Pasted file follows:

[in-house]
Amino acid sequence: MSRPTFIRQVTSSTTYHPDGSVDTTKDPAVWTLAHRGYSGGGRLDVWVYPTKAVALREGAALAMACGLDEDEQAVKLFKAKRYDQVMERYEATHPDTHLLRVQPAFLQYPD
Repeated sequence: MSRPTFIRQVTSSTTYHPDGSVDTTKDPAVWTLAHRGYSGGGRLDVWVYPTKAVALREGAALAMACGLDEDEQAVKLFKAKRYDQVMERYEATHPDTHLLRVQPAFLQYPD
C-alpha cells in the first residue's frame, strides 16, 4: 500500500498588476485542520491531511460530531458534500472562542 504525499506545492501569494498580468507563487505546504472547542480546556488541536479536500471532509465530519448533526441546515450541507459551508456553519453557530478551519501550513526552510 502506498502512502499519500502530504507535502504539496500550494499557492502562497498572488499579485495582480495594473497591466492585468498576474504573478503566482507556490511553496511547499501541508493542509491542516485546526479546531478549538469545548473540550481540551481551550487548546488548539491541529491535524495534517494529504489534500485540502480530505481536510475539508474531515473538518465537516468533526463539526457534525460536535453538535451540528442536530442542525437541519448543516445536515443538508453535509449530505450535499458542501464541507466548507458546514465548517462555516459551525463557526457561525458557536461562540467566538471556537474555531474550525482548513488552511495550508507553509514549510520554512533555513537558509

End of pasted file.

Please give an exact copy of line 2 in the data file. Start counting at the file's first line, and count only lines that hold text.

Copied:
Amino acid sequence: MSRPTFIRQVTSSTTYHPDGSVDTTKDPAVWTLAHRGYSGGGRLDVWVYPTKAVALREGAALAMACGLDEDEQAVKLFKAKRYDQVMERYEATHPDTHLLRVQPAFLQYPD